I understand what you're saying, and I agree that understanding general meaning can be good enough when studying a foreign language. However, I do find it valuable that this program forces you to know the exact meaning of words. That's what this is testing and that's why the corrections can be a little strict. Especially when you're just starting out with a language, it's probably better to memorize exact meanings. I would agree with you if you were arguing for amazing and awesome to be interchangeable, for example. But with conjugation, because different tenses can mean different things, it makes sense for duolingo to be precise.
Sorry for the long reply. I get your point too, but I'm thankful that duolingo is picky so I know EXACTLY what words mean. I'm also a lover of grammar :)
But if you learn that the Danish infinitive only ever means the same as the English infinitive, then you haven't learnt exactly what the Danish infinitive means. Part of learning another language is learning both where it overlaps with English and where it differs from it, and accepting those differences even if they make things seem confusing at first. It's tempting to look for an 'exact meaning' when translating from one language to another, but more often than not it's more complicated than that. Being overly precise may seem helpful because it's easier to organise things in your head on a one-to-one basis, but it doesn't help you learn the language in the long run. Ultimately, being marked wrong for translating a sentence in a completely natural way is unhelpful and not at all precise.
Acha16: While I agree with you in that the more literal translation is probably more instructive and helpful (especially when I am prompted to translate from English to Danish), I see the problem in the inconsistency.
In some cases you have to give the literal cumbersome translation because nothing else is accepted while in others you need to only convey the gist in some form and you're fine. I assume that initially only the literal translations are accepted and it's completely fine for the basic tasks. Then, as the course develops, more complex grammatical constructions appear and the translations have to become looser. Then the course gets to idioms which are yet another can of worms. Later the looser translations seep down to the more basic exercises as well, but not uniformly and that is the cause of frustration. This is exacerbated by doing multiple languages which have different takes on this.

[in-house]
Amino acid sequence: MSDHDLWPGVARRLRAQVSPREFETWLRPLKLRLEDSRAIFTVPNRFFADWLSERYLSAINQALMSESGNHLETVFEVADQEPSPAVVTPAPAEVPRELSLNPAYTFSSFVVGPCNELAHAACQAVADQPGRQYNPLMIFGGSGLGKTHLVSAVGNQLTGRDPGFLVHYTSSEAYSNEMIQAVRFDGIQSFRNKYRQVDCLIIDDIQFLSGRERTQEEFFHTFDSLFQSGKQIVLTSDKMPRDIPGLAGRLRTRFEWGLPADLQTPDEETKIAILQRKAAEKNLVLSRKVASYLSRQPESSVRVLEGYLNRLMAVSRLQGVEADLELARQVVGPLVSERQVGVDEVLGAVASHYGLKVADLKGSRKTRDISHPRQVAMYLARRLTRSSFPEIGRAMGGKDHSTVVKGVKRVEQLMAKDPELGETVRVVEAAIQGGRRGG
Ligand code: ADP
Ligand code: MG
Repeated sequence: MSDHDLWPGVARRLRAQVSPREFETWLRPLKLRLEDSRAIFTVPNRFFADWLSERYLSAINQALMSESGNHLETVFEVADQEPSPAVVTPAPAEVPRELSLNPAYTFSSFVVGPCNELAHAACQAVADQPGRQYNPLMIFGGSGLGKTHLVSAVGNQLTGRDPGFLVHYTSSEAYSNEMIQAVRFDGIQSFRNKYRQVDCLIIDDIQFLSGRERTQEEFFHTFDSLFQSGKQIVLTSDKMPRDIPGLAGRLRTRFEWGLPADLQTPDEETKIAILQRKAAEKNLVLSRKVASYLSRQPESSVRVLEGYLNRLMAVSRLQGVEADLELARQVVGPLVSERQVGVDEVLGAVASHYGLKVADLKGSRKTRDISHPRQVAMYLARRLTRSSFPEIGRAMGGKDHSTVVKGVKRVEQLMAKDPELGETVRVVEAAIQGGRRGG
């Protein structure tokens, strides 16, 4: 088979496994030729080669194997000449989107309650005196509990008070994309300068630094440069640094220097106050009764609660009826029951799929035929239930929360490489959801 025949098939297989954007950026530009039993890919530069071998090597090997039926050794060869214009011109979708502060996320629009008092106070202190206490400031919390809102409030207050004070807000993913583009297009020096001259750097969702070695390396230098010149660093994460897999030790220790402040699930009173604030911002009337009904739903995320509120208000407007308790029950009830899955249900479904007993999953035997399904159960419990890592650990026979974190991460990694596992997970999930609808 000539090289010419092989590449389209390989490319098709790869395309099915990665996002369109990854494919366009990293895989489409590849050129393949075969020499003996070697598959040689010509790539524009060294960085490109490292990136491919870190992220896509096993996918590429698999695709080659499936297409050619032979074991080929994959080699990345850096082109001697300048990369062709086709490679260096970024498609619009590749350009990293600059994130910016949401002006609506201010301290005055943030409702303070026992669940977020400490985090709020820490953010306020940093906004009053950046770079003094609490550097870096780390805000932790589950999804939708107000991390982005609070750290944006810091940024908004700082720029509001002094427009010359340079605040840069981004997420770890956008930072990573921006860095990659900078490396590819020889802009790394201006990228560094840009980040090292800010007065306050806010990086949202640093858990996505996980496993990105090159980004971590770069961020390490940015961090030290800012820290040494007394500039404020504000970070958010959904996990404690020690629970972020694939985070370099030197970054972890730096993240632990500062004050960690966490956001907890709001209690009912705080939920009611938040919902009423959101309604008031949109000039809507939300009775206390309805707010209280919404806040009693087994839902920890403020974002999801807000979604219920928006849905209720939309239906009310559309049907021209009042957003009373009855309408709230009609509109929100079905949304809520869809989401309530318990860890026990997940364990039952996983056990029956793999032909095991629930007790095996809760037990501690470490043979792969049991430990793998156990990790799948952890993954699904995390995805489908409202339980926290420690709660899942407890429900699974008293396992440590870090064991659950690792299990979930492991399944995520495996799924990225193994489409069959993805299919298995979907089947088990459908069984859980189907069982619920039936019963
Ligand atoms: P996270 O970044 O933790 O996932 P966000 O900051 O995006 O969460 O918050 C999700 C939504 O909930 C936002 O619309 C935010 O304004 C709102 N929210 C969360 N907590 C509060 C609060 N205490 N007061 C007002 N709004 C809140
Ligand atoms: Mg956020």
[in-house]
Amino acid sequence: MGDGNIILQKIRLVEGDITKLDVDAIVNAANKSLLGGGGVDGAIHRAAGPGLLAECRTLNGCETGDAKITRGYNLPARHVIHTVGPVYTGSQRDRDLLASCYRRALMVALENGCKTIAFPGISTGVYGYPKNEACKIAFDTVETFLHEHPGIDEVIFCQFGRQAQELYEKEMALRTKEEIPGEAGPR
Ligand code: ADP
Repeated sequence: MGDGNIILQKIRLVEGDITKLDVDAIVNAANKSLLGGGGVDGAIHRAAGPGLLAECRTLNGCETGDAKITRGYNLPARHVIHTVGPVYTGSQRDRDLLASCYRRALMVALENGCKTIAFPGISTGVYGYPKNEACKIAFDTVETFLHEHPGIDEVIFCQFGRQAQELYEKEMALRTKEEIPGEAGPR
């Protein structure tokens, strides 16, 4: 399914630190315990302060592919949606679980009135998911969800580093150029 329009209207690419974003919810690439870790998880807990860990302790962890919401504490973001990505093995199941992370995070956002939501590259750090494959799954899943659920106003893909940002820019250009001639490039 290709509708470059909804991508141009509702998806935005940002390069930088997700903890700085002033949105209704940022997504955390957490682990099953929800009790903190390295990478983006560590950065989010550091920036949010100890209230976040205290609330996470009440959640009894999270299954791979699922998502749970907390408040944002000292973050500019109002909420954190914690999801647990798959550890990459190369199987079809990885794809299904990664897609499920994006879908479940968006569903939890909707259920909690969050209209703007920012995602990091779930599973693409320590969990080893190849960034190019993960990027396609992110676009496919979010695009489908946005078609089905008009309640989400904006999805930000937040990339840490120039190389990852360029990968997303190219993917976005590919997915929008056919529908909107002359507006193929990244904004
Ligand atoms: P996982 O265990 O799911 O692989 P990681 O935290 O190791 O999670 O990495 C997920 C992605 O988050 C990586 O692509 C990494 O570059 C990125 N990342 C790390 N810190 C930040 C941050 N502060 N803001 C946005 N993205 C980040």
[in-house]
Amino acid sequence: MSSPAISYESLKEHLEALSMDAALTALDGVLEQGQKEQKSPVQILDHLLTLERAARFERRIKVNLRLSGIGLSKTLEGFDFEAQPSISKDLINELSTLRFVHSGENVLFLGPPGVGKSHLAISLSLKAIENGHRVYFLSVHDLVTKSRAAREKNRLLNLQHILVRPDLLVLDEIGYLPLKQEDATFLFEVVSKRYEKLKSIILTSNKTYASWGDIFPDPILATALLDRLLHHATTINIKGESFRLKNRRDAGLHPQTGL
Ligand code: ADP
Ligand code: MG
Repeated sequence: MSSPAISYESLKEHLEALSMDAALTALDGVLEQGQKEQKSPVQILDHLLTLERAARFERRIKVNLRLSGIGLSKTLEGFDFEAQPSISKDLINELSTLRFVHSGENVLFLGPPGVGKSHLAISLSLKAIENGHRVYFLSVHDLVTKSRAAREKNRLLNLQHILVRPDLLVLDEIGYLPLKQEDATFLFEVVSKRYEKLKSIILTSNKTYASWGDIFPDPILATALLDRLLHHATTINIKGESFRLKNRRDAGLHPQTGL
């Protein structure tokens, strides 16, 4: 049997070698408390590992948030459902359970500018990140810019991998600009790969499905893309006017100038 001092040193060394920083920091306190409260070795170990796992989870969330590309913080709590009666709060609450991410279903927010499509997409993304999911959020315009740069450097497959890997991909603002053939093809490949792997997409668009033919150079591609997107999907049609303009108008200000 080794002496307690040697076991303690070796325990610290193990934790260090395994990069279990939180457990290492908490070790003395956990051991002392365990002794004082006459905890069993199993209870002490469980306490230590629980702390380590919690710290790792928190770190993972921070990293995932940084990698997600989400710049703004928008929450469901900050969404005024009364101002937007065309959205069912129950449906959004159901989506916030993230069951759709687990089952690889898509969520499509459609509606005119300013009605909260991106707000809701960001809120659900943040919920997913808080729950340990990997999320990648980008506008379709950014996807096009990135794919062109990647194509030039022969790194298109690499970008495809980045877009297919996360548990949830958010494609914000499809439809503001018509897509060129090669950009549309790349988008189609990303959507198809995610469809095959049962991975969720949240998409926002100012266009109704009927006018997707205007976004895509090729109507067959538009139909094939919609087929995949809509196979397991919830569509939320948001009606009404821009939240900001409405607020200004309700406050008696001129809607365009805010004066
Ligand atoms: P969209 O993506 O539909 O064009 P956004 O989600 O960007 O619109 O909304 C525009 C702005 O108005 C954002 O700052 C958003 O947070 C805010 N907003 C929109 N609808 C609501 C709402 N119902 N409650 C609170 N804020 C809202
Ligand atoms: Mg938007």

You can argue, that allowing looser translations might lead you astray because where do stop eventually? However, I think having the English sentence you have to translate to Danish be more instructive but accepting more translations from Danish to English would be a good compromise.
It's a matter of opinion. I don't really see the importance of focusing on the English translation sounding natural when English isn't the language being studied. Personally I like a teaching structure in which I'm told exactly what something means word for word, and then told what the meaning of the sentence as a whole is. By that I mean that in this example, I like to know that the sentence means, precisely " I love to place things in the house." and that this is how to convey "I love placing things in the house" in Danish. In a classroom setting, you can get both side by side, but with an app, it makes sense to choose only one translation. I'd rather know the exact meaning of the words, because that gives me a better contrast of how the structure is different in the two languages. To me saying that "elsker at placere ting" means "love placing things" is incomplete. The explanation that it means "love to place things" and this is how to convey "love placing things" in Danish in a natural way, makes more sense. To be fair, duolingo isn't really consistent on which version of the translation they accept. Either way it's an imperfect program, and the answers can sometimes be unsatisfying. Let's just agree to disagree.